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Microsoft's Private Folder: It seemed like a good idea at the time


'Net Insider


By Scott Bradner, Network World, 07/24/06


Microsoft introduces a way for users to protect some of their files and corporate America goes crazy - crazy mad. In an era when laptops full of corporate and personal secrets are stolen on a daily basis, you would think this sort of security offering would be welcomed, but that seems not to be the case. It took Microsoft only a week to get the message and remove the application from its download area.


At first it seemed like a good idea: provide a private folder where a user could put files that would be encrypted and password-protected - just the thing for parents who want to hide the family finances (or grown-up content) on the family computer, or by anyone with a laptop to reduce the risk when it gets stolen. (Note I said "when," not "if." For security planning, you must assume they will be stolen and make sure important data will not be compromised when they are.)


What is wrong with Private Folder? Within a few hours after the program was made available, complaints began to show up on Microsoft-related blogs. All the comments I saw concerned the impact of Private Folder in corporations.


These comments fell into two categories: First, worry about giving employees the ability to hide files from their bosses; one can imagine all sorts of things an employee might want to hide, from purloined copies of the corporate family jewels to love letters to a co-worker. Second, worry about dealing with forgotten passwords: From experience, one of the biggest corporate support problems is some people's ability to forget their passwords over a long weekend. In addition, employees could encrypt important files, then be fired or hit by a truck - leaving the IT department without a way to recover the files.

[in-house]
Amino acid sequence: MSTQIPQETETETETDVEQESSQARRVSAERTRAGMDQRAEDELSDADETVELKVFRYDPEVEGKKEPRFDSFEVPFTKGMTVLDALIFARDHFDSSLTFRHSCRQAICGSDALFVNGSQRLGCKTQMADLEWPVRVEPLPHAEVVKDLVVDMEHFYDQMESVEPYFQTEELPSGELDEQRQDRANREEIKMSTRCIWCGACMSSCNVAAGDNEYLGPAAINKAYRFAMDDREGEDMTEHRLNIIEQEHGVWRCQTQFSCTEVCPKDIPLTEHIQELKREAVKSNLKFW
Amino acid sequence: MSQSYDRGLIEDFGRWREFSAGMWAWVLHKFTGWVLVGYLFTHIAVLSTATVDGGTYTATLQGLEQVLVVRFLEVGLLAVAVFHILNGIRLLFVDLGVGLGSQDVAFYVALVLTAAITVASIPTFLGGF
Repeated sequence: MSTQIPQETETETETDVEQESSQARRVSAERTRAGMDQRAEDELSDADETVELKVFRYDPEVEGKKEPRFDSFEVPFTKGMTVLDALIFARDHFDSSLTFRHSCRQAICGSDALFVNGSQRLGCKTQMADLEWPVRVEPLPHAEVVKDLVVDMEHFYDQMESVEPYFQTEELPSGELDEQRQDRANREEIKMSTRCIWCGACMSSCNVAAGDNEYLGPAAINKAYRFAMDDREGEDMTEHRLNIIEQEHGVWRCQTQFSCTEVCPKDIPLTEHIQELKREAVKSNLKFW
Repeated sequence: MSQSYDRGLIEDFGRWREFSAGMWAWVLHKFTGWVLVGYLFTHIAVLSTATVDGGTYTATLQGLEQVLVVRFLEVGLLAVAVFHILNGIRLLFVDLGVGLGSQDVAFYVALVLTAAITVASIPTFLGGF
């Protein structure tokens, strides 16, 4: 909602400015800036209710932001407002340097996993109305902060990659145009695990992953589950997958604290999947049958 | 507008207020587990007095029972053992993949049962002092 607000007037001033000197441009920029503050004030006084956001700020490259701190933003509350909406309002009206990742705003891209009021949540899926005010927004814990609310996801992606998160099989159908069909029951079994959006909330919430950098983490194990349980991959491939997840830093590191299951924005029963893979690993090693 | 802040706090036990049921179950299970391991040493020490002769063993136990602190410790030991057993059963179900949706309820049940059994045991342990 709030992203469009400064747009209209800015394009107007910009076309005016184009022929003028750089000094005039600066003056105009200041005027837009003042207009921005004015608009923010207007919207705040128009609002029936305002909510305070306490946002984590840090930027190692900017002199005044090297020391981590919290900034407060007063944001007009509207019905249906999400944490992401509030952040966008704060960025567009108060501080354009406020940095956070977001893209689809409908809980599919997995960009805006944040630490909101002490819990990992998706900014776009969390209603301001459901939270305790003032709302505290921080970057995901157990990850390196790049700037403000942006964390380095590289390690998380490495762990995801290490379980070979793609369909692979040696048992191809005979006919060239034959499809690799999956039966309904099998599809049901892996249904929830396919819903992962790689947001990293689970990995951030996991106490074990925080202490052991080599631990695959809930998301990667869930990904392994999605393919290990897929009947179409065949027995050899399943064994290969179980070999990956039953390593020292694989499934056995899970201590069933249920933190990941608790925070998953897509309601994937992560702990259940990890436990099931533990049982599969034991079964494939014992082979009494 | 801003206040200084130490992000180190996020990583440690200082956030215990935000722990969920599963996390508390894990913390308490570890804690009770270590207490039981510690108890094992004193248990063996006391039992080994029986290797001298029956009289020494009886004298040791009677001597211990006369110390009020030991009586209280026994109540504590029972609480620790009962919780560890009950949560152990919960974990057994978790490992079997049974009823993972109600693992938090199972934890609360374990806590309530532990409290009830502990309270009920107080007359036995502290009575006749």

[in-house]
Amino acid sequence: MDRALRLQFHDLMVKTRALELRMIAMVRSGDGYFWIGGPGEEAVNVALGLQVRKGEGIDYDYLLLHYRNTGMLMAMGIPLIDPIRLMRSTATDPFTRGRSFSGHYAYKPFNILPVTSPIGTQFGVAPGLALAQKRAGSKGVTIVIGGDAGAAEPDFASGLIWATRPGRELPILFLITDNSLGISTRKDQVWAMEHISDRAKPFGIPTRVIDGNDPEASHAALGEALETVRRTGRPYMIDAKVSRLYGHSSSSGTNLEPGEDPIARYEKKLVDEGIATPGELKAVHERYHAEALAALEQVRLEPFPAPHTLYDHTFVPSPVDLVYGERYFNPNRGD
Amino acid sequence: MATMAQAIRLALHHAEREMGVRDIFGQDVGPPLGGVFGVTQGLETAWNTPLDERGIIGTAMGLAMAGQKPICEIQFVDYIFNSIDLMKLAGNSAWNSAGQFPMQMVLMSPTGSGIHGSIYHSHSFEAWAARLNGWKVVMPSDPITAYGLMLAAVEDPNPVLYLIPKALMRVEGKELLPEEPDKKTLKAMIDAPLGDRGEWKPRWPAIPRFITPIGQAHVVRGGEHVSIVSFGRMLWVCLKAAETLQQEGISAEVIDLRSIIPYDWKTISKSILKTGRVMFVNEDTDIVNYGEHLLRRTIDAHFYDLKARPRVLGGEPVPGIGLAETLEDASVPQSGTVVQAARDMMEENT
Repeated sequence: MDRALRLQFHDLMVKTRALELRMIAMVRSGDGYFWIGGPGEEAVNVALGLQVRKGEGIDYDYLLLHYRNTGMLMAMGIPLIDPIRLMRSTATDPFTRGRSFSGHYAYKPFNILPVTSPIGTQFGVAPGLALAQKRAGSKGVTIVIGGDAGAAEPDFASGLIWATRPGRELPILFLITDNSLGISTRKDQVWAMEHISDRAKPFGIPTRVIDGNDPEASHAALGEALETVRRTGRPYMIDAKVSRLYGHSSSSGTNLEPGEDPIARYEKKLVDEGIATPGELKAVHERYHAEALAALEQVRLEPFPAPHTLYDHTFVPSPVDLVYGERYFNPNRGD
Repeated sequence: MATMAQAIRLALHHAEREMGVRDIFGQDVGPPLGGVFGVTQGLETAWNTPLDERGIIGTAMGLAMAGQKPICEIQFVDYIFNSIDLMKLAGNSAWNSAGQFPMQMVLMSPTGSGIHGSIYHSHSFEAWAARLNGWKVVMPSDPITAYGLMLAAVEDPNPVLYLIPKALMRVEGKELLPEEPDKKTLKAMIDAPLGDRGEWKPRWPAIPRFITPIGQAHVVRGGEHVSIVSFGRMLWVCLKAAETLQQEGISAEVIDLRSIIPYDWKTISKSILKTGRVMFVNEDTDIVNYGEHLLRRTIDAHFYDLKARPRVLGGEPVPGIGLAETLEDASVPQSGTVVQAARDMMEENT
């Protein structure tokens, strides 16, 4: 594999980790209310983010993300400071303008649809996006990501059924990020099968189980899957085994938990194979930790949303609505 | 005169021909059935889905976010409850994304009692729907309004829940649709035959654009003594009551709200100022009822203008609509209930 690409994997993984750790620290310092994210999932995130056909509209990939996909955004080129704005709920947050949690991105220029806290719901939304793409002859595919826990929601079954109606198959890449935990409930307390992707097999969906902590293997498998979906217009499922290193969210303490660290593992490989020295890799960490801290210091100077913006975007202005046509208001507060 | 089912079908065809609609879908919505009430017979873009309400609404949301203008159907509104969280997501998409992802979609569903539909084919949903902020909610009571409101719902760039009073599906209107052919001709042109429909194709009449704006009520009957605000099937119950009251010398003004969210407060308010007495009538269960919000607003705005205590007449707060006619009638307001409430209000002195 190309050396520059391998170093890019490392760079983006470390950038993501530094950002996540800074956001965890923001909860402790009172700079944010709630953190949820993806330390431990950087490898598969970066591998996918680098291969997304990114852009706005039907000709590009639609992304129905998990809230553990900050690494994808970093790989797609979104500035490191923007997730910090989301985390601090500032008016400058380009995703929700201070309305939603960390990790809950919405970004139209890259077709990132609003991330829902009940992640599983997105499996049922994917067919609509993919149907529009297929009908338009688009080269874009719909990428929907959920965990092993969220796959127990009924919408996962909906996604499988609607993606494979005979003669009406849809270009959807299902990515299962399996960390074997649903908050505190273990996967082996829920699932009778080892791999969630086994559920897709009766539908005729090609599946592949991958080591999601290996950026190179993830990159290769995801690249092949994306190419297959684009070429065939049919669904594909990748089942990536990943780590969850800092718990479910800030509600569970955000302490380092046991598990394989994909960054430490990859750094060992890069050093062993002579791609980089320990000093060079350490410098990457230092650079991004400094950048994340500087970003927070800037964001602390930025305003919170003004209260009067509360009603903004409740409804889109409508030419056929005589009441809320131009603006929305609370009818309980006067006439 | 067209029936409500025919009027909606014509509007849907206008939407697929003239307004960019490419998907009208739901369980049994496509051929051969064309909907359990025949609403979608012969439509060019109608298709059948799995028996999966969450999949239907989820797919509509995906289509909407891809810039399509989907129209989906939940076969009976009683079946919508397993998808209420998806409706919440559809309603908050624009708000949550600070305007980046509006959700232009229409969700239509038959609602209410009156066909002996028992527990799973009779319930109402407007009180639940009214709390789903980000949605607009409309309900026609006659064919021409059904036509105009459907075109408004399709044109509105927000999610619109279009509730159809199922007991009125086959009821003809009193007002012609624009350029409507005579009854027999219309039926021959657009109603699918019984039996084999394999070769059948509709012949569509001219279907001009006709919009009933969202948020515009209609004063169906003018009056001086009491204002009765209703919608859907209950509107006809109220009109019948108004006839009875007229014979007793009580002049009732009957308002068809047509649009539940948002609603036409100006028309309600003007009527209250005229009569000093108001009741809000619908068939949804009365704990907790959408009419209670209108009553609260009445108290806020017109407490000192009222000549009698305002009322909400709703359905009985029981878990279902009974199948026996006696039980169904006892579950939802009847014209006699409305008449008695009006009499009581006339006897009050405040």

Apple has had an equivalent function for a while - FileVault, in OS X - with few complaints. I expect most of the lack of complaint comes from the fact there is so little penetration of Macs in corporate America, but in addition, the way the application is designed lends it better to centralized IT management. FileVault has a master password that can be set by the IT group and used to unlock FileVaults on individual computers.


It seems to me the issue with Microsoft's technology is more than a bit overhyped. Users have been able to password-protect or encrypt files on Windows machines for years. Applications exist such as WinZip and Microsoft's own file- and folder-encryption function for Windows XP.


I'm not sure why Private Folder created such a stir - maybe because it was so easy to use, and because the pundits did not have much else to talk about that week. It is a shame this function is now lost to users who badly need something like this, but Microsoft's loss is its competitors' gain: There are a bunch of companies ready to sell you file-, folder- or whole-disk encryption applications. If you keep confidential information on your laptop, and you do not have a Mac, look into them.


Disclaimer: Harvard has the same operations issues as any other $2 billion-per-year business, but has no opinion on how you should protect your data (unless it's Harvard data).


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